We are driving a 1928 Austin 7 to Cape York in late June to recreate Hector MacQuarrie's first drive to the Cape in 1926. We are going unsupported.
We have driven veteran and vintage cars all over the world including Peking to Paris so have no problems with the vehicle mechanically making it. Our 4X4 experience covers 50 years over the whole of Australia and several other countries.
We are planning the Telegraph route which we would like to do for historic reasons but want the latest on the current creek situation and possibility of chicken routes around the hard spots.
The Austin 7 only weighs about 400kg loaded and we will have no problem carrying a long rope to be pulled through by probably amused four wheelers but we don't want to become a blight on the escutcheon of progress by blocking the track.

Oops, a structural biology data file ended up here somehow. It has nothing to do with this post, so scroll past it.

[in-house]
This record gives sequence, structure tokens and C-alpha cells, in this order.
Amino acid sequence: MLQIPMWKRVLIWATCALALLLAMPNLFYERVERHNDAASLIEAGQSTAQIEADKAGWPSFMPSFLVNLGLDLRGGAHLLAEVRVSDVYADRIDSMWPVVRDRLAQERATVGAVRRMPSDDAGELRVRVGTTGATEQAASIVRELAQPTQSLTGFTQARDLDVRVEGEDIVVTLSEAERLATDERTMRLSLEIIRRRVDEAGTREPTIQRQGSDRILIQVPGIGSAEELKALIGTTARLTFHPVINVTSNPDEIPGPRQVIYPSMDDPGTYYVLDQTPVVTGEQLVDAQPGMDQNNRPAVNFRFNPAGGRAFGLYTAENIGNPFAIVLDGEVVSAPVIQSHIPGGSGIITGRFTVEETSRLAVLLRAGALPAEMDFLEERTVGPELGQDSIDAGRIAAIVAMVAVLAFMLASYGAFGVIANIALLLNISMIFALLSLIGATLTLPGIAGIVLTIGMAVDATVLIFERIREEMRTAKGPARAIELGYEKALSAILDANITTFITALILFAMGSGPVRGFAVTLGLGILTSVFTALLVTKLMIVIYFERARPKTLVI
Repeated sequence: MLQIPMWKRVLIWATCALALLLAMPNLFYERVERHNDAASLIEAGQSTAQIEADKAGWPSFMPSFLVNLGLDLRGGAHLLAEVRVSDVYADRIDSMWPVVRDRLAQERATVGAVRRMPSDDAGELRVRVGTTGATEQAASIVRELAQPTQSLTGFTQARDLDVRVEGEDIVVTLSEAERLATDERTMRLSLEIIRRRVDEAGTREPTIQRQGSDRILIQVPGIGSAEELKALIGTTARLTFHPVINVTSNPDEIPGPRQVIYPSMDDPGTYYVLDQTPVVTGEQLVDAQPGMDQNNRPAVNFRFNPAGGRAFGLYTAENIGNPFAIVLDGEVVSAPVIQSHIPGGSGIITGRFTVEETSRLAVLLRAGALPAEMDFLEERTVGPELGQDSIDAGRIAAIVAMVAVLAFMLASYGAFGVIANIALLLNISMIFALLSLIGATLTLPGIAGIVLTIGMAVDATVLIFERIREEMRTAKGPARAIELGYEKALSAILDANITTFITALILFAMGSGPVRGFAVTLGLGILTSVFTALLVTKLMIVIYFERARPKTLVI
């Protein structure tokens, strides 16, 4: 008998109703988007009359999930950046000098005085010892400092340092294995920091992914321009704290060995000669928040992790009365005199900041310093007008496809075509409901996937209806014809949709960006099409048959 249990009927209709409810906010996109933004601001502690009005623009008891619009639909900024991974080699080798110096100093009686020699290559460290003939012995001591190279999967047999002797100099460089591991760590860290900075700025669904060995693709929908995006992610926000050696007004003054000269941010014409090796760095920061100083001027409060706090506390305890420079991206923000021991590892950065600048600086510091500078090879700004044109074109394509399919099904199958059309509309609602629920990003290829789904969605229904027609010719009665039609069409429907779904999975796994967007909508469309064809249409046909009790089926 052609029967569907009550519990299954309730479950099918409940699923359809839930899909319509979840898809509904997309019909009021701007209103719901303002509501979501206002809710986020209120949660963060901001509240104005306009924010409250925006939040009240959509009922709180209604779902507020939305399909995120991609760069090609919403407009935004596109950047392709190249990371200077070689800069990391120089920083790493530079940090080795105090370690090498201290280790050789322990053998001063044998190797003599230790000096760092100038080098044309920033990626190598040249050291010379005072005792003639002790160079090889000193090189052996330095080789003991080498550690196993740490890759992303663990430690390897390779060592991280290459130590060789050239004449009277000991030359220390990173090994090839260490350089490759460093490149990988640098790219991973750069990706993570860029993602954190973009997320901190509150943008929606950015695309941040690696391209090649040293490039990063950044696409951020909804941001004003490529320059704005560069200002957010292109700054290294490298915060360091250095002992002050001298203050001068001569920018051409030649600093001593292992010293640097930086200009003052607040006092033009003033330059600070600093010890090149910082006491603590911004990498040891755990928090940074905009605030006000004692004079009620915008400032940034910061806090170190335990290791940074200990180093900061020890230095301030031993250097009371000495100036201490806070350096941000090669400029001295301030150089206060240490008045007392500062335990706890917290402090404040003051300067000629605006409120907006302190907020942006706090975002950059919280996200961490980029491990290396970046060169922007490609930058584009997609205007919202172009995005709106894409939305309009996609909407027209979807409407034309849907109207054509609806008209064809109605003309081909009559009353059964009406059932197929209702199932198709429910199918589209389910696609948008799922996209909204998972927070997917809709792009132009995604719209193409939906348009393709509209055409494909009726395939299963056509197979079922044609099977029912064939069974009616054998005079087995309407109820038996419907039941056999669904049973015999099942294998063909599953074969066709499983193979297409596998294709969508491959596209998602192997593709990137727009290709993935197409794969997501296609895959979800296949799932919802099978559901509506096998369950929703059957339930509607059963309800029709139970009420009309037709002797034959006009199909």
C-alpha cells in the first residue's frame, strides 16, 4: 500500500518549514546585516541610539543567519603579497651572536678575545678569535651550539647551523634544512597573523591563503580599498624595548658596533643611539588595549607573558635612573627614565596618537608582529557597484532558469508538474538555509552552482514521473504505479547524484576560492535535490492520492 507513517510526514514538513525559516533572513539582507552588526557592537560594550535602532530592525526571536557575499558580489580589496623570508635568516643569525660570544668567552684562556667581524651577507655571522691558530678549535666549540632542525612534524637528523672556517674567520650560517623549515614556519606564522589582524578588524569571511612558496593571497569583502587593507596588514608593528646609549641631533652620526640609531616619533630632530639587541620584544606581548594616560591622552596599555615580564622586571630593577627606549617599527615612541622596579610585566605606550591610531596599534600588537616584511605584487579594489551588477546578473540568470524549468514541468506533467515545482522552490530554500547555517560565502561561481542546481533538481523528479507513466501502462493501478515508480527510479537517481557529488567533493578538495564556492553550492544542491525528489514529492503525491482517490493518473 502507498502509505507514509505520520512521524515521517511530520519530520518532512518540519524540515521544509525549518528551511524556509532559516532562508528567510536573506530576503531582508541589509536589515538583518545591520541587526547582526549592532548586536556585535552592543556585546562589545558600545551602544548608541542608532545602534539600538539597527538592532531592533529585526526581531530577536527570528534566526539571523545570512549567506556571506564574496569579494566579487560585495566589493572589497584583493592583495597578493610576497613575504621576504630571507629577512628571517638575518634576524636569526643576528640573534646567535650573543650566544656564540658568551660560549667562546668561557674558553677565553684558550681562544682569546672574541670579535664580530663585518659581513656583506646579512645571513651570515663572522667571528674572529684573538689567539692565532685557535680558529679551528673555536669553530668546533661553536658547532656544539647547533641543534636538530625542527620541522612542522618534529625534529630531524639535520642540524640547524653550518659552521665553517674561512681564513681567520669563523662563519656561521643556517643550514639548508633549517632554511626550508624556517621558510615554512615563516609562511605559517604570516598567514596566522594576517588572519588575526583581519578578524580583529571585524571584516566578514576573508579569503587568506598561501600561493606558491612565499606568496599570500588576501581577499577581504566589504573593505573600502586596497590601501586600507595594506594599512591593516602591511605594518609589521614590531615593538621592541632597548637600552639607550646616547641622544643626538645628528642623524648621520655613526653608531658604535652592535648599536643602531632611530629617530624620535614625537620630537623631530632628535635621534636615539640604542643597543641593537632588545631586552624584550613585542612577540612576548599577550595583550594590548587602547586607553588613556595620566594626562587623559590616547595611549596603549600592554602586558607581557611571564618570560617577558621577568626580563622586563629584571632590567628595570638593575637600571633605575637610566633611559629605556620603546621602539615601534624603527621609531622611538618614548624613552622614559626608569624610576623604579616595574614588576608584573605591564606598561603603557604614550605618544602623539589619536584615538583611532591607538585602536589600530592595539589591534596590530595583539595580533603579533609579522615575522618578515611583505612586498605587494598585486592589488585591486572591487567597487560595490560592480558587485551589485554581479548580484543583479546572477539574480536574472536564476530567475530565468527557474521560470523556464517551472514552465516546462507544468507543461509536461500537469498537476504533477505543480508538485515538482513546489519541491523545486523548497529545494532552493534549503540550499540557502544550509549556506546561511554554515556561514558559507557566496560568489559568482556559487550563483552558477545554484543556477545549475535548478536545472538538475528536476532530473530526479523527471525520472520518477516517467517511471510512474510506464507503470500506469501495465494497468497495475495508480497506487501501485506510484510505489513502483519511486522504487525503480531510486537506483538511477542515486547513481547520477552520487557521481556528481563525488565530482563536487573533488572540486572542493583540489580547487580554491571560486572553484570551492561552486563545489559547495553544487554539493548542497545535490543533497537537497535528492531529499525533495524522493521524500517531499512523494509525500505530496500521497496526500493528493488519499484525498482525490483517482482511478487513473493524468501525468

Thinking of doing the old Jardine crossing wrapping the car in a tarp and floating it across (I used this method on really big rivers in Papua New Guinea with some Suzukis). We don't have time to build a raft like old Hec and his mate Dick did in 1926.
Always happy to receive advice and would appreciate a real time report from the early 2015 travellers on conditions and your suggestions for avoidance of the deep crossings.
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This complete 300 pages
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background chapters on the peninsula's history and wildlife; and the comprehensive detail about all the places (down to prices, opening hours and full contact detail), it has invaluable information on at least 10 four wheel drive tracks, at least 30 guaranteed FREE camping spots on the Cape (and at least 150 on your way to the Cape), at least 40 best swimming holes, all mapped; as well as practical things - from fuel, roads, wireless internet and mobile phone reception, how to deal with the national parks booking rules; and Aboriginal land entrance and camping permits and alcohol restrictions - to vehicle preparation and accessories and necessary recovery gear by my partner Mark who is the recovery guy on northern Cape York and the Old Telegraph Track). Not to mention locals' tips on how to spot that croc and palm cockatoo ;-)
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